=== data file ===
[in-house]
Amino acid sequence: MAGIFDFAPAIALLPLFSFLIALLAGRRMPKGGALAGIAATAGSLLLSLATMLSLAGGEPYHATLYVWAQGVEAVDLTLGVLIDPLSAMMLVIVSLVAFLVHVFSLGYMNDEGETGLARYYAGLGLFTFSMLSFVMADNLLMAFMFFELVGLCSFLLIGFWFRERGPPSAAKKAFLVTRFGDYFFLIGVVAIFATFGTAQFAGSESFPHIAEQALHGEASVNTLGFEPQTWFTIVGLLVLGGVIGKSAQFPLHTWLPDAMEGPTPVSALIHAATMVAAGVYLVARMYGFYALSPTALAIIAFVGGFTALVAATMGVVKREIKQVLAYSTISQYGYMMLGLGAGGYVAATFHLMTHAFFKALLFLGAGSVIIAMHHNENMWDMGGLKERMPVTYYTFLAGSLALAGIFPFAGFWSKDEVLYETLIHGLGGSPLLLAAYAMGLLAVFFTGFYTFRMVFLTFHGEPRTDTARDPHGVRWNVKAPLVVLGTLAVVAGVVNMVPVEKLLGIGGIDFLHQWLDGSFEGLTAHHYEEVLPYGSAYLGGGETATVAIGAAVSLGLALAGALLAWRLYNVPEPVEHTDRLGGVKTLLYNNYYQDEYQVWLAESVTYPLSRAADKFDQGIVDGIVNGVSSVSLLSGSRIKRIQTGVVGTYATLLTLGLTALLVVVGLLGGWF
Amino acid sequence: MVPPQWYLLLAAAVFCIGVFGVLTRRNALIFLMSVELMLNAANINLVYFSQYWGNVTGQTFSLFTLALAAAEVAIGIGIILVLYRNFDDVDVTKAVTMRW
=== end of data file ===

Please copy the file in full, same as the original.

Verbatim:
[in-house]
Amino acid sequence: MAGIFDFAPAIALLPLFSFLIALLAGRRMPKGGALAGIAATAGSLLLSLATMLSLAGGEPYHATLYVWAQGVEAVDLTLGVLIDPLSAMMLVIVSLVAFLVHVFSLGYMNDEGETGLARYYAGLGLFTFSMLSFVMADNLLMAFMFFELVGLCSFLLIGFWFRERGPPSAAKKAFLVTRFGDYFFLIGVVAIFATFGTAQFAGSESFPHIAEQALHGEASVNTLGFEPQTWFTIVGLLVLGGVIGKSAQFPLHTWLPDAMEGPTPVSALIHAATMVAAGVYLVARMYGFYALSPTALAIIAFVGGFTALVAATMGVVKREIKQVLAYSTISQYGYMMLGLGAGGYVAATFHLMTHAFFKALLFLGAGSVIIAMHHNENMWDMGGLKERMPVTYYTFLAGSLALAGIFPFAGFWSKDEVLYETLIHGLGGSPLLLAAYAMGLLAVFFTGFYTFRMVFLTFHGEPRTDTARDPHGVRWNVKAPLVVLGTLAVVAGVVNMVPVEKLLGIGGIDFLHQWLDGSFEGLTAHHYEEVLPYGSAYLGGGETATVAIGAAVSLGLALAGALLAWRLYNVPEPVEHTDRLGGVKTLLYNNYYQDEYQVWLAESVTYPLSRAADKFDQGIVDGIVNGVSSVSLLSGSRIKRIQTGVVGTYATLLTLGLTALLVVVGLLGGWF
Amino acid sequence: MVPPQWYLLLAAAVFCIGVFGVLTRRNALIFLMSVELMLNAANINLVYFSQYWGNVTGQTFSLFTLALAAAEVAIGIGIILVLYRNFDDVDVTKAVTMRW